It literally means "shaking off", and in this context it means to set free from the Israeli oppression. The first intifada started on 8th Dec 1987 when four Palestinian men queuing at a checkpoint into Gaza were crushed to death by an Israeli army transporter. The second Intifada started on 28th Sept 2000 when Sharon with over 2,000 Israeli soldiers desecrated the Al Aqsa Mosque and killed 4 people.
The first Intifada 1987- 1993
The first Intifada (1987 - 1993), was a spontaneous explosion of popular resistance to the Israeli occupation, a resistance which had begun some fifty years before.
The Palestinian people made a conscious and determined choice to consolidate their efforts in the struggle toward independence, regardless of the cost. The coordination of resistance activities through a body called The United Leadership of the Intifada, illustrated the depth and breadth of Palestinian aspirations for freedom. The force with which the Intifada began and continued for eight years stunned not only Israel, but indeed, all countries of the world.
One of the consequences of this first Intifada was the international conference in Madrid. No matter how frequently the negotiators met in Washington and elsewhere during this time, Israel refused to comply with the basic requirements for peace. United Nations resolutions 242 and 338 were suddenly not acceptable for Israel, not to mention Resolution 194, which calls for the right of refugees to return. The Madrid Conference served to divert the growing public awareness of Israel as an occupying power with a violent, oppressive, expansionist, colonialist, and racist character.
Two years later, the world was taken by surprise at the announcement of the Oslo Accord, signed in September 1993. While the world was sold a "peace myth," the reality was something quite different.
The primary aim of Oslo was to kill the Intifada and to ensure that Israel gained as many political benefits as possible, all the while transforming its identity into that of a peace-making country. Israel did not withdraw from the occupied territories, as it had been agreed upon at Oslo. Hebron was divided. More land was confiscated.
Jerusalemites were forced to relinquish their residency rights. Settlements increased at breakneck speed, which make the concept of Israeli withdrawal almost impossible (from an Israeli point of view, at least). Houses were demolished and trees were uprooted.
Finally, Palestinian lands were torn into areas A, B, and C (not to mention the complete closure of Jerusalem), creating easily- controllable and easily-suppressible bantustans. During and after Oslo, the Palestinian people lived a nightmare of schizophrenia: pro-Oslo, contra-Oslo; Palestinians inside the territories, Palestinians outside; Gaza, West Bank; 1967 Palestinians, 1948 Palestinians; the Palestinian Authority marching to the tune of Oslo, the parliamentary opposition exercising its legitimate and democratic right within Palestinian society to reveal that Oslo was a dead end.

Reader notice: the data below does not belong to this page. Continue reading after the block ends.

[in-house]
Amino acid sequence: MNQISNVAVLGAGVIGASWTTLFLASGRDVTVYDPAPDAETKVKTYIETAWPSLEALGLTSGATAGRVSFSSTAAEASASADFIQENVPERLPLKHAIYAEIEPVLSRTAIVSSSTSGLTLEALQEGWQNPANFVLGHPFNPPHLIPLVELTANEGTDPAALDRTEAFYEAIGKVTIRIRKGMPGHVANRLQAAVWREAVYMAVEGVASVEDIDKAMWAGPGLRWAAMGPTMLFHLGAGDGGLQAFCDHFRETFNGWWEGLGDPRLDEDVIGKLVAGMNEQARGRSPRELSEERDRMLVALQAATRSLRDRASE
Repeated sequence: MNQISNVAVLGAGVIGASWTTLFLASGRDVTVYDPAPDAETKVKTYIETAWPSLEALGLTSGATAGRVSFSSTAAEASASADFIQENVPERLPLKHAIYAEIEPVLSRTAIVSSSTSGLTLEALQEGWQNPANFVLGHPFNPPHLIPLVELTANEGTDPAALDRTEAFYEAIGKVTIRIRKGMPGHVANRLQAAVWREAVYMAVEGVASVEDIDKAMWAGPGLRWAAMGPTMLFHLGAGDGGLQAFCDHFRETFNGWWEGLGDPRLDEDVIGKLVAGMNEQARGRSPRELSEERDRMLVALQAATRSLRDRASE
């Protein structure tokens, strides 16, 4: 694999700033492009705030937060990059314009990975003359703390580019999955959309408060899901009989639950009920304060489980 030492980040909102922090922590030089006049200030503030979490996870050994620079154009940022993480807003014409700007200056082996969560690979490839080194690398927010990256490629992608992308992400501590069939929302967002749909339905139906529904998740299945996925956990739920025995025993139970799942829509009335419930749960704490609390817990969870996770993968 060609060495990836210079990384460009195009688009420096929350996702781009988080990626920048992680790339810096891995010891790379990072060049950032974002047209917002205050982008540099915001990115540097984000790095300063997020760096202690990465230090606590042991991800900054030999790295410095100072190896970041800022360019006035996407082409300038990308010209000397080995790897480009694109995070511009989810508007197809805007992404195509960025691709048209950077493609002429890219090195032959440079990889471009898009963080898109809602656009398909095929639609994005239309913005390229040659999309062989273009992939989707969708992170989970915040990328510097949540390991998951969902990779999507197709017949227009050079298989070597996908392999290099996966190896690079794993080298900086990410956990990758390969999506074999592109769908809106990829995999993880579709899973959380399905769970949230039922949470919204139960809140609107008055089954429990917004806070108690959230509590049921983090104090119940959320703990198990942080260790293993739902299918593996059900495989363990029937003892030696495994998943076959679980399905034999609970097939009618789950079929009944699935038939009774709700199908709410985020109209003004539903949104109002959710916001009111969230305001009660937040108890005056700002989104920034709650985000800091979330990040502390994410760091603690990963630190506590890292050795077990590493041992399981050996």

In the midst of all the confusion, most Palestinians were waiting patiently for Oslo to restore their national freedom, lost 33 years ago. They were waiting for Oslo to bring peace and prosperity. They were waiting to see how they could finally move freely within and outside the country. They were waiting for their prisoners to be freed. They were waiting for their own state where they could finally find peace and security. They were waiting for family reunions which would unite families who had not been together in 50 years.
The reality, however, quickly jarred their patient waiting. Instead of prosperity, the economic situation deteriorated to a level worse than in 1987.
Instead of experiencing unity, Palestinian lands were torn apart. In Hebron, for example, 400 Jewish settlers were given free reign to control and terrorize the lives of 120,000 Palestinian people (with the aid of the Israeli army). The Palestinian people were subjected to a charade of evil and deceit. In addition, the Palestinian leadership, impotent in the face of Israeli aggression, agreed to seemingly unlimited concessions to Israeli demands - until there was no more to give. Instead of setting the stage for Palestinians to move toward freedom and independence, Oslo was dragging them toward fragmentation and surrender. Negotiations with the Israelis were starting to address the four points that had been postponed seven years earlier, namely: Jerusalem, the settlements, refugees, and the establishment of a state.
Not only is Israel unwilling to give back occupied East Jerusalem and to stop its settlement activity, it is unable even to recognize its moral and historic responsibility for the catastrophe of the Palestinians people. Israel rejects any responsibility for the Palestinian refugee problem. A Palestinian state may be "acceptable" to Israel, only if it is bereft of all the typical ingredients of a viable state, foremost among them, sovereignty.
Suddenly, we see the transformation of the establishment of a Palestinian state into an Israeli prerequisite for the completion of its hegemony. Any peace agreement that might be signed based on these conditions would amount to an agreement of surrender on the part of the Palestinians. The Paris Economic Protocol (1996), on which Israel insists any future relations be based, is one example of the intended circumcision of the coming Palestinian State.